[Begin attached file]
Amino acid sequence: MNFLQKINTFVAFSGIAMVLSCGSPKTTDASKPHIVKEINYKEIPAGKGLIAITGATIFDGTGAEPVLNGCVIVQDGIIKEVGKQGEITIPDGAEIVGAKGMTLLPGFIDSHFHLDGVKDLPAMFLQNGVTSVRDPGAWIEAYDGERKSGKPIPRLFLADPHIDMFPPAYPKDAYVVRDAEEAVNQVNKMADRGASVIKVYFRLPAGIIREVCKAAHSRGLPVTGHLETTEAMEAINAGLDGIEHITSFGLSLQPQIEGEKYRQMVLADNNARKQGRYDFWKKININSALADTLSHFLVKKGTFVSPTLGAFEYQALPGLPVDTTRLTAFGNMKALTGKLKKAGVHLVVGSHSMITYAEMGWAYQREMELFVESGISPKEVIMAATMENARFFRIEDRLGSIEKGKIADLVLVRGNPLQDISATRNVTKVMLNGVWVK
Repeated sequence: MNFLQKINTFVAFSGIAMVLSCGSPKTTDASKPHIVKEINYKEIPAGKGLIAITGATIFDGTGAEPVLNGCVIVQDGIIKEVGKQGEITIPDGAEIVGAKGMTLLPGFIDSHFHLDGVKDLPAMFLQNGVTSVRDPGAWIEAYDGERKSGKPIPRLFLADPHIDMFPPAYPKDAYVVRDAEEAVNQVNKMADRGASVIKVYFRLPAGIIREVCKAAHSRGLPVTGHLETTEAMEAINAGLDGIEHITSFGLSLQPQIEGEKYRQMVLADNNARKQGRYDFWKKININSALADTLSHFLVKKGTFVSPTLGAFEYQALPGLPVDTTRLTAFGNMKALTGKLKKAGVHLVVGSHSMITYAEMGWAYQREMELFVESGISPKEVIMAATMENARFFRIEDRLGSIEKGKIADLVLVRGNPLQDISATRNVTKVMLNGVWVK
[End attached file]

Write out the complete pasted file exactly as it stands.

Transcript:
Amino acid sequence: MNFLQKINTFVAFSGIAMVLSCGSPKTTDASKPHIVKEINYKEIPAGKGLIAITGATIFDGTGAEPVLNGCVIVQDGIIKEVGKQGEITIPDGAEIVGAKGMTLLPGFIDSHFHLDGVKDLPAMFLQNGVTSVRDPGAWIEAYDGERKSGKPIPRLFLADPHIDMFPPAYPKDAYVVRDAEEAVNQVNKMADRGASVIKVYFRLPAGIIREVCKAAHSRGLPVTGHLETTEAMEAINAGLDGIEHITSFGLSLQPQIEGEKYRQMVLADNNARKQGRYDFWKKININSALADTLSHFLVKKGTFVSPTLGAFEYQALPGLPVDTTRLTAFGNMKALTGKLKKAGVHLVVGSHSMITYAEMGWAYQREMELFVESGISPKEVIMAATMENARFFRIEDRLGSIEKGKIADLVLVRGNPLQDISATRNVTKVMLNGVWVK
Repeated sequence: MNFLQKINTFVAFSGIAMVLSCGSPKTTDASKPHIVKEINYKEIPAGKGLIAITGATIFDGTGAEPVLNGCVIVQDGIIKEVGKQGEITIPDGAEIVGAKGMTLLPGFIDSHFHLDGVKDLPAMFLQNGVTSVRDPGAWIEAYDGERKSGKPIPRLFLADPHIDMFPPAYPKDAYVVRDAEEAVNQVNKMADRGASVIKVYFRLPAGIIREVCKAAHSRGLPVTGHLETTEAMEAINAGLDGIEHITSFGLSLQPQIEGEKYRQMVLADNNARKQGRYDFWKKININSALADTLSHFLVKKGTFVSPTLGAFEYQALPGLPVDTTRLTAFGNMKALTGKLKKAGVHLVVGSHSMITYAEMGWAYQREMELFVESGISPKEVIMAATMENARFFRIEDRLGSIEKGKIADLVLVRGNPLQDISATRNVTKVMLNGVWVK